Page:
June 15, 2015 Love Amongst Ruin – Lose Your Way (Album Review)
What does a musician do when they have been a part of a band for eleven years and find themselves no longer in that band? If one is Steve Hewitt, former drummer of Placebo, they simply dust themselves off and get on with it. A very British attitude from a very British mate. Not only did he brush off the situation, he played with many other bands, produced others’ music, and started his own project in 2009, Love Amongst Ruin.
This creative endeavor produced a great debut self-titled album in 2010 full of dark disappointment, pain, and regrets. Being positively received, who knew a few years down the line, the sophomore album, Lose Your Way, set for release June 30th via Ancient B Records, would be better. According to Hewitt, the album contains better ideas, production, subject matter, and is heavier sounding, yet still gentle in places. Many would agree wholeheartedly. After playing for a year with Six by Seven; from Nottingham, playing for and producing Spiral 69; from Italy, and producing for LYS; a French band, Hewitt was becoming the United Nations of music. All these influences, styles, and experiences, combined with the obvious ones of Depeche Mode, The Cure, Metallica, and New Order, has improved his music with more diversity in nature and an eclectic style all his own. He has stated that he took more risk at his singing and songwriting, and the world is glad he did. His confidence soars and this delicious mix of all the experiences and creativity of Hewitt is evident in this album.
The first song, “Lose Your Way,” was also the first song completed when making the album, which consisted of a short two and a half months in England with Julian Cope’s Donald Ross Skinner and producer Dan Austin. It is a journey through the eyes of Hewitt who went from all he knew and prepared for, to a sudden break in the road. Everyone has been there. Just when they think they have it all together, things change. The ethereal, dreamlike feel of the music, to the steady beat, brings everyone to that break in the road. The track “Modern War Song” surprises with a strong, almost Native drum beat mixed with ethereal qualities, reverb, and some excellent harmonies done with voice as well as instruments alike. The track displays a fantastic mix of genres and moods.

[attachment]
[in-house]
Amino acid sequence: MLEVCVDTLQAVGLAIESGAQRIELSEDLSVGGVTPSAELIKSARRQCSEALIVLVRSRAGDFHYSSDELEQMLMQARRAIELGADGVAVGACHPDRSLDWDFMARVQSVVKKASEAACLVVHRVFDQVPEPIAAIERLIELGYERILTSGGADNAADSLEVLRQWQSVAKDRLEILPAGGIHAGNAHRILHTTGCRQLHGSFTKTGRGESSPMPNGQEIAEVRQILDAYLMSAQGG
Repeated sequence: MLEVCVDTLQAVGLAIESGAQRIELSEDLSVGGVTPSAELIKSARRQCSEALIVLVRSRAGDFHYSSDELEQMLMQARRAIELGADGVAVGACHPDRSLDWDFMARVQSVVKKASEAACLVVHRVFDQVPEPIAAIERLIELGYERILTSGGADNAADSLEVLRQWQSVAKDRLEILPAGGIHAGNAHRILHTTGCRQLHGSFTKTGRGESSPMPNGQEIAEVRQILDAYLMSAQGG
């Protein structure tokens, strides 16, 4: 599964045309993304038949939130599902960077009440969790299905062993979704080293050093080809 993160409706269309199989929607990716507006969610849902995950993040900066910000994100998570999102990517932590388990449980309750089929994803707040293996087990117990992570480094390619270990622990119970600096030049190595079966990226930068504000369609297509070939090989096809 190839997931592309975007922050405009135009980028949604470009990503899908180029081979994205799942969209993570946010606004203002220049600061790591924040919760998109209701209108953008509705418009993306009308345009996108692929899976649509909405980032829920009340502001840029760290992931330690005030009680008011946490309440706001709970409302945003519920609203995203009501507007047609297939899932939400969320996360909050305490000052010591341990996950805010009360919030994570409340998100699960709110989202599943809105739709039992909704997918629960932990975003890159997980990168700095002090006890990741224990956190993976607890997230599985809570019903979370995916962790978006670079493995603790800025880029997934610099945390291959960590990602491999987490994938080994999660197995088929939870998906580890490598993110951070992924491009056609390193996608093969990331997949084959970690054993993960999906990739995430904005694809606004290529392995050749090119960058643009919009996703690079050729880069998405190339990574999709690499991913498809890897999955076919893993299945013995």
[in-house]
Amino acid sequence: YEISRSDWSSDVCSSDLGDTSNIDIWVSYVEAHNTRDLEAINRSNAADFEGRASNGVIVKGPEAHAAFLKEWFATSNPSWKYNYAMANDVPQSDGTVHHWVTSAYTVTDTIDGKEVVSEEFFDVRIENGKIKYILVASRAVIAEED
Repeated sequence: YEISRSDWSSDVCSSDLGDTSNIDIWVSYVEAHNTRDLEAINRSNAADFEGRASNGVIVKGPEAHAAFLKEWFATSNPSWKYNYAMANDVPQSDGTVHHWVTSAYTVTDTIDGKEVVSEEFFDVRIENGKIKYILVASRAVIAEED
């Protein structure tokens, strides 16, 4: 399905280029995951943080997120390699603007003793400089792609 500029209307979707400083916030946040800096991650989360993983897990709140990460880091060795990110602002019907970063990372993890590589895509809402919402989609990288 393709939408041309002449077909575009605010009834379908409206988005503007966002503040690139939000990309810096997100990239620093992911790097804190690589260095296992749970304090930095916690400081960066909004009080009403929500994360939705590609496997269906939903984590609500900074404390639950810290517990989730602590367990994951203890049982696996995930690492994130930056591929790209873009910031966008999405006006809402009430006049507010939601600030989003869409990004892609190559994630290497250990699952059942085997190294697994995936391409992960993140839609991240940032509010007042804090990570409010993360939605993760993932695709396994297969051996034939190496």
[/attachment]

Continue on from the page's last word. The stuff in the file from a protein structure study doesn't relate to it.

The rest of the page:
Then, “Watch Myself” is a similar mix of moodiness, almost like a musical prayer, with lyrics that convey an image of watching one’s self from a different view. The great choice of chords and moods blend to take the listener to the place where the writer is. “Swan Killer” starts with a familiar Metallica feel, Heavy Metal vibe, fast-paced along with a moody quality, mixed with the band’s ability to blend in a way not noticeable at first, but works together. The lyrics, “Baby I feel for you, the way you feel for me………what are we gonna do, when all the love is gone?” is very reminiscent of a mix of Depeche Mode and The Cure. A great reason why it was picked as “Track of the Day” by Q Magazine back in April of this year is that it is a jambalaya of musical flavor…very tasty!
Moving right along, “Paper Tigers” starts with the ethereal feel as it blends into a more Alternative Rock sound with strong drums and excellent blended vocals. This is also an introspective point of view about facing life, and the music fits the lyrics perfectly. The cut “So Close” has a great keyboard start that blends smoothly with the vocals as if it were whipped cream; soft, smooth, and cool. Directly following is “Menace Ballad,” which is another pleasant, dynamic blend of styles and moods with many flat notes tying into the melancholy of the lyrics, sort of Beethovian in chord mixes with a modern use of electronica. It is difficult to point to where the notes would go next, and surprising results ensue. It is quite a fabulous mix that proved the abilities of Hewitt to take those chances and go for it. The final song, “Oh God,” is similar to “Watch Myself” in mood and feel. Again, it presents itself like a silent prayer in the darkness to whomever is listening. The beautiful riff of the guitar starts and continues equally to the lyrics, portraying a constant, continuous struggle with the pain and understanding of human behavior. The age old question of why humans feel a need to destroy one another by emotional destitution is asked here. The deep lyrics drip with pain as the musical composition do the same. The words, “You took your all away, every ounce…….you came to damage me, threw away the keys to my soul,” are proof enough of the empty voided space that the listener is drawn to, but the real sorrow is in the music that highlights the words. In enough words, it serves as salt in the sauce to bring out the flavor.
Lose Your Way will certainly be rewarded highly for all the hard work put in by the band. It displays the ability to blend words, notes, moods, and styles like a top-notch chef. The influences Hewitt experienced in his time away have given birth to a really creative piece of work, making it a pleasure to listen to. A smorgasbord or cornucopia of sound is always pleasurable, but hardly obtainable. With Love Amongst Ruin, Hewitt has done both. CrypticRock gives this album 5 out of 5 stars.